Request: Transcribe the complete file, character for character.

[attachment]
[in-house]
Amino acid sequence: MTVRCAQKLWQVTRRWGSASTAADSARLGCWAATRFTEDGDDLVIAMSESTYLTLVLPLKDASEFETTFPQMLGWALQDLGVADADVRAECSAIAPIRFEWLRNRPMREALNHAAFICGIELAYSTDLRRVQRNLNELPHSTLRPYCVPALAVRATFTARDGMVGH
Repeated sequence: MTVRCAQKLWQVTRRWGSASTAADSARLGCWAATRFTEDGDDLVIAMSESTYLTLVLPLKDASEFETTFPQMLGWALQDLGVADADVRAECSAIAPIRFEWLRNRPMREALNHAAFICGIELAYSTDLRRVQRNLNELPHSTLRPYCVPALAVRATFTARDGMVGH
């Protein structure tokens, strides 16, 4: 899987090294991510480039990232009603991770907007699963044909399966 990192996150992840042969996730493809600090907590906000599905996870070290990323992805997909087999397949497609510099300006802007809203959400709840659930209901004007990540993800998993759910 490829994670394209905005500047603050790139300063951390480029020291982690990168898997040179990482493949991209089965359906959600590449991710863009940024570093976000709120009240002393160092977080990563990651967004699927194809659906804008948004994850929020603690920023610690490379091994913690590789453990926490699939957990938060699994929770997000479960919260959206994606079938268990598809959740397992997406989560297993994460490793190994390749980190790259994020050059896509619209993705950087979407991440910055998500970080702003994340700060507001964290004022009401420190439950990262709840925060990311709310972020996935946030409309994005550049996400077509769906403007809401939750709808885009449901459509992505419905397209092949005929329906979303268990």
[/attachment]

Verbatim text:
[in-house]
Amino acid sequence: MTVRCAQKLWQVTRRWGSASTAADSARLGCWAATRFTEDGDDLVIAMSESTYLTLVLPLKDASEFETTFPQMLGWALQDLGVADADVRAECSAIAPIRFEWLRNRPMREALNHAAFICGIELAYSTDLRRVQRNLNELPHSTLRPYCVPALAVRATFTARDGMVGH
Repeated sequence: MTVRCAQKLWQVTRRWGSASTAADSARLGCWAATRFTEDGDDLVIAMSESTYLTLVLPLKDASEFETTFPQMLGWALQDLGVADADVRAECSAIAPIRFEWLRNRPMREALNHAAFICGIELAYSTDLRRVQRNLNELPHSTLRPYCVPALAVRATFTARDGMVGH
């Protein structure tokens, strides 16, 4: 899987090294991510480039990232009603991770907007699963044909399966 990192996150992840042969996730493809600090907590906000599905996870070290990323992805997909087999397949497609510099300006802007809203959400709840659930209901004007990540993800998993759910 490829994670394209905005500047603050790139300063951390480029020291982690990168898997040179990482493949991209089965359906959600590449991710863009940024570093976000709120009240002393160092977080990563990651967004699927194809659906804008948004994850929020603690920023610690490379091994913690590789453990926490699939957990938060699994929770997000479960919260959206994606079938268990598809959740397992997406989560297993994460490793190994390749980190790259994020050059896509619209993705950087979407991440910055998500970080702003994340700060507001964290004022009401420190439950990262709840925060990311709310972020996935946030409309994005550049996400077509769906403007809401939750709808885009449901459509992505419905397209092949005929329906979303268990």